Earthquake nucleation on rate and state faults – Aging and slip laws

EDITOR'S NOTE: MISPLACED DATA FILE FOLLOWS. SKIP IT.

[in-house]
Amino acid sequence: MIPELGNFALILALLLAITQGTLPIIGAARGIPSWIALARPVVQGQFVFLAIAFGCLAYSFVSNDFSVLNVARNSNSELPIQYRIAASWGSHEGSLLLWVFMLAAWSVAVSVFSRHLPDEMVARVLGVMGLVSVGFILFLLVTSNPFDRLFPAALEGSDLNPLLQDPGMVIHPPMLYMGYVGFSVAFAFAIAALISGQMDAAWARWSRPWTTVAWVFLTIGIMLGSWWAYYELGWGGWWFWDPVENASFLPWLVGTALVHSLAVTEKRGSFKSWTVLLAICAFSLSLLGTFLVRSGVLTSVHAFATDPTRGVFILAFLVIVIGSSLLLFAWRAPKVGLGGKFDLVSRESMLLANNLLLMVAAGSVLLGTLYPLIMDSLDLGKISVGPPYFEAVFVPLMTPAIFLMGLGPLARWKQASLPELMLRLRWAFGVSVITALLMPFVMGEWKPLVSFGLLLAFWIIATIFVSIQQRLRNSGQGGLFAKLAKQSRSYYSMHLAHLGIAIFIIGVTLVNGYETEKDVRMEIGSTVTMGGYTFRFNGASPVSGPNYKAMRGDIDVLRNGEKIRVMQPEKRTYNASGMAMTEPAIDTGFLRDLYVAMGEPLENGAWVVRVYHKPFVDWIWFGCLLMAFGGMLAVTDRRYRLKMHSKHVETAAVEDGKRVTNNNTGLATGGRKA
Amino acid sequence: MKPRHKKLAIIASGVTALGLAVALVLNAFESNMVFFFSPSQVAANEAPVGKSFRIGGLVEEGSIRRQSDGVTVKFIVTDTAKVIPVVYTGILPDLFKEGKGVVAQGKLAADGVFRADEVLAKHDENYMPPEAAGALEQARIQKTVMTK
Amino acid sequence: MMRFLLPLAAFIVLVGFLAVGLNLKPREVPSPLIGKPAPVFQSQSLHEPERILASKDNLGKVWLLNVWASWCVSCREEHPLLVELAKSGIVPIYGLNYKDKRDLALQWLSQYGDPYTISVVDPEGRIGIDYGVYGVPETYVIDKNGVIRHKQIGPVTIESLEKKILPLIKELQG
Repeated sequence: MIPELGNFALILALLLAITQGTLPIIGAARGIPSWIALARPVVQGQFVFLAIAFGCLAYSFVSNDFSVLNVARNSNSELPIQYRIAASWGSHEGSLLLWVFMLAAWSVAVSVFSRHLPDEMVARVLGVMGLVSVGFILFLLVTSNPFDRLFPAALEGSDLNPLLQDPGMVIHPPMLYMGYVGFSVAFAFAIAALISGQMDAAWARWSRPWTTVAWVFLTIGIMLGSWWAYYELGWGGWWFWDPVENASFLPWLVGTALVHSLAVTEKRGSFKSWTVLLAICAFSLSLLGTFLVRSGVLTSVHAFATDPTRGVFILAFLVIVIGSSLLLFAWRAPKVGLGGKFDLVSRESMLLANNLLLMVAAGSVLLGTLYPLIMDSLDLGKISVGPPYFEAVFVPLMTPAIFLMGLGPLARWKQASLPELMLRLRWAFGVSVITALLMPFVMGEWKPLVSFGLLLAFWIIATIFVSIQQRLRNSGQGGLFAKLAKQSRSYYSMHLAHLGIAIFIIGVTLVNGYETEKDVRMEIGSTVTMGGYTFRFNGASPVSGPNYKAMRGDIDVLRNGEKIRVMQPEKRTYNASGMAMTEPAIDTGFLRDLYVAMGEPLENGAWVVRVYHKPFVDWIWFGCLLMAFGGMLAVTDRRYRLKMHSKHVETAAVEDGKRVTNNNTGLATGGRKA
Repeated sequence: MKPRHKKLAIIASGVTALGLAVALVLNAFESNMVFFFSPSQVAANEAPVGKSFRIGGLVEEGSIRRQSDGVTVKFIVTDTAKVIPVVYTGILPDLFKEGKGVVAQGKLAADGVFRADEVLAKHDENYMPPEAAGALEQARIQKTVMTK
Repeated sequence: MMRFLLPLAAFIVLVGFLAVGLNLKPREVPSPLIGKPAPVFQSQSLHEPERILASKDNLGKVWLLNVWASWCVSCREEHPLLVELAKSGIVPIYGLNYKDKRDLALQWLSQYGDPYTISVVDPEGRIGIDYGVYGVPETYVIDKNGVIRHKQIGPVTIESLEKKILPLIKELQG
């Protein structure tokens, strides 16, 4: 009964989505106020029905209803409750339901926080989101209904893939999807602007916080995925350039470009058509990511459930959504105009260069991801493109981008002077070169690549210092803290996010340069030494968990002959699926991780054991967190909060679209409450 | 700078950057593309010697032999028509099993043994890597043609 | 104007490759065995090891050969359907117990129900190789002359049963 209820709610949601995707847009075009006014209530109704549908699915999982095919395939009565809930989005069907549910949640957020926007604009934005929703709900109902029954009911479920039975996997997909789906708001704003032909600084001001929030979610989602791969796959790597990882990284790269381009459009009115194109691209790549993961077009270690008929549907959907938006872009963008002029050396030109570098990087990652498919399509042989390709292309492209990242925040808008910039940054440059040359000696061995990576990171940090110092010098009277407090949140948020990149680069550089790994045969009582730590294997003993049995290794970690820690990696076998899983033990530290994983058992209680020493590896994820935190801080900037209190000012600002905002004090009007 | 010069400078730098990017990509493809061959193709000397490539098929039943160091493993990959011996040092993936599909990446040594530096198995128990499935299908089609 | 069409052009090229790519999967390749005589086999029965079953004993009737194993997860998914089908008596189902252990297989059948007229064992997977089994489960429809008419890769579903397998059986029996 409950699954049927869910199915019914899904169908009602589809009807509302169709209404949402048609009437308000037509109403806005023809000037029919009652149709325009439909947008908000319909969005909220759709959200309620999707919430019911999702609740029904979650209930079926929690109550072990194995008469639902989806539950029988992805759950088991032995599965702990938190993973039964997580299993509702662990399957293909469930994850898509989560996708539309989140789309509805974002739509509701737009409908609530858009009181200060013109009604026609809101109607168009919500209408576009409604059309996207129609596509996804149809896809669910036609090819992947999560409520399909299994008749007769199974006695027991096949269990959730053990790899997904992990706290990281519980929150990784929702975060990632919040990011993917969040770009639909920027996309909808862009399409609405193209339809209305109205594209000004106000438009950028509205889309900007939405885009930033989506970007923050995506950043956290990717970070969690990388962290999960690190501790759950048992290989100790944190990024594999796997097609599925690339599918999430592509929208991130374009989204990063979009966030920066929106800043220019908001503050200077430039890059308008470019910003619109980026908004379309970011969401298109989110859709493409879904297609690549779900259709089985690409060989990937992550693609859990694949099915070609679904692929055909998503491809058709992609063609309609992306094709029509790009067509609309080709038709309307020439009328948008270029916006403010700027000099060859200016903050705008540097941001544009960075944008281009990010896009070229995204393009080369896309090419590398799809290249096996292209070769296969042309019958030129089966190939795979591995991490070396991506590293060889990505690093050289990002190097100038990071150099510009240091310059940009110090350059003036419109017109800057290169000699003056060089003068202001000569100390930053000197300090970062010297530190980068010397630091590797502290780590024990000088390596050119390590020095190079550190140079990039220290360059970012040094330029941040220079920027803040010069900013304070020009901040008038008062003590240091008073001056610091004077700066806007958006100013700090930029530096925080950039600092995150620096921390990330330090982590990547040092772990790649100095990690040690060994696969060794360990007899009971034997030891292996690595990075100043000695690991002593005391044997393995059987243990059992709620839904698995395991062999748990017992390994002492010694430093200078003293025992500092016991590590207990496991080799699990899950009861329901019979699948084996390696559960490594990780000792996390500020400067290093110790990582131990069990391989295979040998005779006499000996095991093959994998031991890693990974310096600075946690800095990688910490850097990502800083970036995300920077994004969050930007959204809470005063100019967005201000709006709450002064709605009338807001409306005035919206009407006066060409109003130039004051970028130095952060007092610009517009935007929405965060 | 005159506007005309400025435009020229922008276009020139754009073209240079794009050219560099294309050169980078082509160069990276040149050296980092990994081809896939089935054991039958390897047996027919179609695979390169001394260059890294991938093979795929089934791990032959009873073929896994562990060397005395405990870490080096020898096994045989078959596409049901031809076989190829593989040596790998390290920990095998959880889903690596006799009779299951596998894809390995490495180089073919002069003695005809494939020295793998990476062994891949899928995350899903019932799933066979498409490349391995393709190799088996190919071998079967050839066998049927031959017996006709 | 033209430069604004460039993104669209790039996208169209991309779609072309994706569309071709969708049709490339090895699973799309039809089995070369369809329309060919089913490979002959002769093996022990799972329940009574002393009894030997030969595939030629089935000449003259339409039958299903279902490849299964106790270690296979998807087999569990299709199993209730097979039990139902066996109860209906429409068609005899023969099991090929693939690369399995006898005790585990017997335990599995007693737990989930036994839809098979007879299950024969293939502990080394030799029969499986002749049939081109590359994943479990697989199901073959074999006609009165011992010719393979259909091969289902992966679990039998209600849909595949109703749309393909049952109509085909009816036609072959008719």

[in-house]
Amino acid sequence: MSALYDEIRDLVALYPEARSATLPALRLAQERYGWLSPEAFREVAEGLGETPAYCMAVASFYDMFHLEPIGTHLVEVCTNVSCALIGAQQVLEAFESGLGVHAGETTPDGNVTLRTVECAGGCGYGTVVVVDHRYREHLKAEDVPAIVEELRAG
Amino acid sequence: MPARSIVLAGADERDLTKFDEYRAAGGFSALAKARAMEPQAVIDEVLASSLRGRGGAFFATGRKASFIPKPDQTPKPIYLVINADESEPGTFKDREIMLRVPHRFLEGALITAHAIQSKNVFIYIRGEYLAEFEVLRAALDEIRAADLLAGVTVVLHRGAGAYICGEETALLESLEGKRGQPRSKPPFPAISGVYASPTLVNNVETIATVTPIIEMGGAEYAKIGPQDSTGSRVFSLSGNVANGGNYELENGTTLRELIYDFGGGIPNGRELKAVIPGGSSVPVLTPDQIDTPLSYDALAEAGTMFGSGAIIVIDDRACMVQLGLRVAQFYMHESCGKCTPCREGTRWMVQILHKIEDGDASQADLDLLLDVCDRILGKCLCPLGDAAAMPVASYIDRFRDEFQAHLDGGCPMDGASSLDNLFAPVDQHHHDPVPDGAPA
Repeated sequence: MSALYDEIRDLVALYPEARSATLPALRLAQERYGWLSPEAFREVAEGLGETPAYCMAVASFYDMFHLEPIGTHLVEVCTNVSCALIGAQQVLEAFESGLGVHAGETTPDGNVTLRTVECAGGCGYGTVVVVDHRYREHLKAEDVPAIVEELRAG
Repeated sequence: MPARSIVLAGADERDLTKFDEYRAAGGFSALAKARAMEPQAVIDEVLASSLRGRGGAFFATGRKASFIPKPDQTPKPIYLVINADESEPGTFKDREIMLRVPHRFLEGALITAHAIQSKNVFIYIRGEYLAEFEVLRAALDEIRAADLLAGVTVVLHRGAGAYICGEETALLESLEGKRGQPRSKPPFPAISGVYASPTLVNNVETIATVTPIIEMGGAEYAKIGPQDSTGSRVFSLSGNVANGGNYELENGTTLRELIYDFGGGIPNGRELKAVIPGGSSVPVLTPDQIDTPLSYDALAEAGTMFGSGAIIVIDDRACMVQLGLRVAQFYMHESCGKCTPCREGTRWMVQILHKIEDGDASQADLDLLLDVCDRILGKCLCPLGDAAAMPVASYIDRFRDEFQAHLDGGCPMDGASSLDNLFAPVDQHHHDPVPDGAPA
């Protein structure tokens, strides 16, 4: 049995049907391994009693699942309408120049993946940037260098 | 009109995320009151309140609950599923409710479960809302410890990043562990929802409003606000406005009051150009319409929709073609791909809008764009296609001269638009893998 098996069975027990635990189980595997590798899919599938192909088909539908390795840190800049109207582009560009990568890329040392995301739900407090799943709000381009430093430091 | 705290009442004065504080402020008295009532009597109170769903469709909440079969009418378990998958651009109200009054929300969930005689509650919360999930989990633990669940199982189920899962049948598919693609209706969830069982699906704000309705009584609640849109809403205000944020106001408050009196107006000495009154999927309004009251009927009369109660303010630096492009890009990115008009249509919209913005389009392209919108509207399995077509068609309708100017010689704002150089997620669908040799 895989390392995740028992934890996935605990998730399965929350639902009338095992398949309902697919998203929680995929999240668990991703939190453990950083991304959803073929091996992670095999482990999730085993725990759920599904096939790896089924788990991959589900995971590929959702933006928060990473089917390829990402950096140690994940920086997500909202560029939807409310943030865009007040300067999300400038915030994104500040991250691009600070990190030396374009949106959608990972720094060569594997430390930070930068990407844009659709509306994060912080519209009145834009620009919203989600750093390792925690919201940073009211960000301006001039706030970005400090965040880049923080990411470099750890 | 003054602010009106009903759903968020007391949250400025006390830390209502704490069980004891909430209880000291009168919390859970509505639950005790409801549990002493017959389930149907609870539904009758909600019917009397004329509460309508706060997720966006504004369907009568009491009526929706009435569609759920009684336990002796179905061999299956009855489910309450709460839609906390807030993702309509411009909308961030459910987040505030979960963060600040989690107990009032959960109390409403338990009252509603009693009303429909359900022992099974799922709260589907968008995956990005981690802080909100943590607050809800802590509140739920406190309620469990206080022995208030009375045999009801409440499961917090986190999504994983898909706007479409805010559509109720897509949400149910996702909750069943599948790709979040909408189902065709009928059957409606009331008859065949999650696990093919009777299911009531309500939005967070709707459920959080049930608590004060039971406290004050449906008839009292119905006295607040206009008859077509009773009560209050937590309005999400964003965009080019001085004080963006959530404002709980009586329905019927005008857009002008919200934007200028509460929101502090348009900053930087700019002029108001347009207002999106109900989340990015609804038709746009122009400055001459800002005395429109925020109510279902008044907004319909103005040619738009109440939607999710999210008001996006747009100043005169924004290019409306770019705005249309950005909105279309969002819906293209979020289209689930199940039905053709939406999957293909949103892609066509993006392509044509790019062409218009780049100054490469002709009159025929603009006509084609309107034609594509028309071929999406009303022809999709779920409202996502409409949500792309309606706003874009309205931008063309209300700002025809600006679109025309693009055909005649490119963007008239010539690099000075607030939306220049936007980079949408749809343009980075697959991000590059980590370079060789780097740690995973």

We compare 2-D, quasi-static earthquake nucleation on rate-and-state faults under both "aging" and "slip" versions of the state evolution law. For both versions mature nucleation zones exhibit 2 primary regimes of growth: Well above and slightly above steady state, corresponding respectively to larger and smaller fault weakening rates. Well above steady state, aging-law nucleation takes the form of accelerating slip on a patch of fixed length. This length is proportional to b-1 and independent of a, where a and b are the constitutive parameters relating changes in slip speed and state to frictional strength. Under the slip law the nucleation zone is smaller and continually shrinks as slip accelerates. The nucleation zone is guaranteed to remain well above steady state only for values of a/b that are low by laboratory standards. Near steady state, for both laws the nucleation zone expands. The propagating front remains well above steady state, giving rise to a simple expression for its effective fracture energy Gc. This fracture energy controls the propagation style. For the aging law Gc increases approximately as the square of the logarithm of the velocity jump. This causes the nucleation zone to undergo quasi-static crack-like expansion, to a size asymptotically proportional to b/(b-a)2. For the slip law Gc increases only as the logarithm of the velocity jump, and crack-like expansion is not an option. Instead, the nucleation zone grows as an accelerating unidirectional slip pulse. Under both laws the nucleation front propagates at a velocity larger than the slip speed by roughly μ′/bσ divided by the logarithm of the velocity jump, where μ′ is the effective elastic shear modulus. For this prediction to be consistent with observed propagation speeds of slow slip events in subduction zones appears to require effective normal stresses as low as 1 MPa.